House of Commons Hansard #44 of the 39th Parliament, 1st Session. (The original version is on Parliament's site.) The word of the day was amendments.

Topics

Motions in amendment
Federal Accountability Act
Government Orders

1:55 p.m.

Conservative

Pierre Poilievre Nepean—Carleton, ON

Mr. Speaker, an improved Access to Information Act is precisely what this government has delivered. We have delivered amendments in the accountability act that extend access to information far beyond where they have ever gone before. This is the greatest expansion in the history of Canada of access to information. We are opening up the drapes, letting in the sunshine and opening up government for all Canadians taxpayers to see.

Motions in amendment
Federal Accountability Act
Government Orders

2 p.m.

NDP

Yvon Godin Acadie—Bathurst, NB

Mr. Speaker, I agree to withdraw Motions Nos. 17 and 19 and to keep Motion No. 18.

Motions in amendment
Federal Accountability Act
Government Orders

2 p.m.

Conservative

The Acting Speaker Andrew Scheer

Perhaps the member could seek unanimous consent for that after question period.

Government Policies
Statements By Members

2 p.m.

Liberal

Paul Zed Saint John, NB

Mr. Speaker, the Prime Minister keeps saying that Canadians voted for change. They got change, but they certainly did not vote for the following:

The Liberal government's commitment for new tactical airlift fleet, at least 16 new aircraft, for the Canadian Forces has been scrapped.

The $3.5 billion promised for labour market partnership agreements with the provinces has been put in fiscal limbo.

Instead of $1.6 billion in funding for affordable housing, which we delivered under the Liberals' Bill C-48, the Conservatives have promised only $1.4 billion.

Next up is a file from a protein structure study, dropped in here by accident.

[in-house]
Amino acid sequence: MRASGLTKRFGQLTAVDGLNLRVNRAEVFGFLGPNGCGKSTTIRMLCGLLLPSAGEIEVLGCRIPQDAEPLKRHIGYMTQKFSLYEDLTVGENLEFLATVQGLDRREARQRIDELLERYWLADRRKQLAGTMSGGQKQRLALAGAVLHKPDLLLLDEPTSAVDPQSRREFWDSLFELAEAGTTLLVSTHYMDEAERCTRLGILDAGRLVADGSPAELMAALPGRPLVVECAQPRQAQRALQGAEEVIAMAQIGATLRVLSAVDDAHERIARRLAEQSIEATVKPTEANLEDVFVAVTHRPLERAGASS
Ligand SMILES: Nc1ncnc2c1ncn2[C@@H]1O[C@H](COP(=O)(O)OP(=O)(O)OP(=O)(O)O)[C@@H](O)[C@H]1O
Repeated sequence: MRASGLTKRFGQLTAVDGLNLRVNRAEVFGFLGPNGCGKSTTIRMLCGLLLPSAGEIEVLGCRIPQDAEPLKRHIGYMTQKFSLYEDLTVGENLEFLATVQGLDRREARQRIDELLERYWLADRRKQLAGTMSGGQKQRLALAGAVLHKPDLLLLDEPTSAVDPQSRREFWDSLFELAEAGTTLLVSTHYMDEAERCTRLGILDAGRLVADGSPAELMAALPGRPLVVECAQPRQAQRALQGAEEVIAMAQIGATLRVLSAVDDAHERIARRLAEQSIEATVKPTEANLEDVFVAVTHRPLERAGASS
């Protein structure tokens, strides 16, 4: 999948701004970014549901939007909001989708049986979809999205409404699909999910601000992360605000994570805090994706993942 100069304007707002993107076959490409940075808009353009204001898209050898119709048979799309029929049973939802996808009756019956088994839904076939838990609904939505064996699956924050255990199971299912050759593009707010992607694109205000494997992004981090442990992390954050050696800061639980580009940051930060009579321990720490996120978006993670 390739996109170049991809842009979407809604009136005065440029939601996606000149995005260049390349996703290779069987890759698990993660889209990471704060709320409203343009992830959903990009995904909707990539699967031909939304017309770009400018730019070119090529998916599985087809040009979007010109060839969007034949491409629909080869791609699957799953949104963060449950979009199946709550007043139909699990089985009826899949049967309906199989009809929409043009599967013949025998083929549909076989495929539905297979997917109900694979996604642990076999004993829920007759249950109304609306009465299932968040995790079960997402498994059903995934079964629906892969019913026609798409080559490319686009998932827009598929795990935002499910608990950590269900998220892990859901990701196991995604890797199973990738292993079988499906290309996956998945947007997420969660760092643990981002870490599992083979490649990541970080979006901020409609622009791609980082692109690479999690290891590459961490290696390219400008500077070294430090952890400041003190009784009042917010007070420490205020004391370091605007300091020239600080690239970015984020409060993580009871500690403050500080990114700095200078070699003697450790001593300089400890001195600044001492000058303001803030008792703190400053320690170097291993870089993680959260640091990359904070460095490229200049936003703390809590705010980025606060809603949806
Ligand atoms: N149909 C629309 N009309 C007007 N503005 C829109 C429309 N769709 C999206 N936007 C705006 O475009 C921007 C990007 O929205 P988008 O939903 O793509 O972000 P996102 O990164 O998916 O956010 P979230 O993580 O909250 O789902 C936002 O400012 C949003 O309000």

The Conservatives have cut the $1 billion for housing and infrastructure for aboriginals. They have cut the $1.3 billion for aboriginal health. They have cut the $200 million for aboriginal economic development. They have cut the $170 million for aboriginal accountability infrastructure. They have refused to uphold $400 million in extra funding for water treatment on reserve.

Canada's north has been ignored as the Liberals' northern strategy has not been implemented.

There is no new money for harbour cleanup for Saint John.

Food for Friends
Statements By Members

June 20th, 2006 / 2 p.m.

Conservative

Dave MacKenzie Oxford, ON

Mr. Speaker, I rise in the House today to acknowledge a wonderful initiative in my riding. Operation Sharing, an ecumenical ministry with widespread support started the Food for Friends program last fall.

Four major grocery stores in Woodstock encourage customers to donate 25¢ or more when they check out. The money is then put on food cards for those in the community who need assistance. This allows them to make choices that meet their dietary needs and more important, maintains their dignity.

The program is the brainchild of Chaplain Stephen Giuliano who serves as the program coordinator. Stephen is a wonderful advocate who builds confidence and brings hope to those who need a helping hand.

Oxford's residents have responded with great generosity. The program raised over $30,000 in its first three months.

Thanks go to IGA, Food Basics, Zehrs and Sobey's for facilitating the program, along with Stephen Giuliano and Operation Sharing.

I congratulate the residents of Oxford for demonstrating their generous spirit once again.

The Movie Duo
Statements By Members

2 p.m.

Bloc

Michel Guimond Montmorency—Charlevoix—Haute-Côte-Nord, QC

Mr. Speaker, I would like to congratulate the cast and crew of the movie Duo, which was filmed almost entirely in the Charlevoix region. This romantic comedy starring actors who are well known in the artistic community received a standing ovation from the audience at the world premiere in Charlevoix.

It is always nice to see Quebec films that put our own actors in the spotlight and showcase magnificent images. The film reveals the beauty of Charlevoix, where the mountains meet the sea. Duo's production team fell in love with the region's imposing scenery during filming of what is sure to be one of the summer's biggest hits.

I invite Quebeckers and Canadians to come discover the beauty of Charlevoix's enchanting scenery, its tourist attractions, its unique landscapes, and the hospitality of the people who live there. Above all, remember to go see Duo, the Quebec film that will certainly be a success.

Refugees
Statements By Members

2 p.m.

NDP

Bill Siksay Burnaby—Douglas, BC

Mr. Speaker, today is World Refugee Day, a good day to note concerns about Canada's refugee program.

The refugee appeal division still has to be implemented. Justice demands a merit based appeal. The government should obey the law.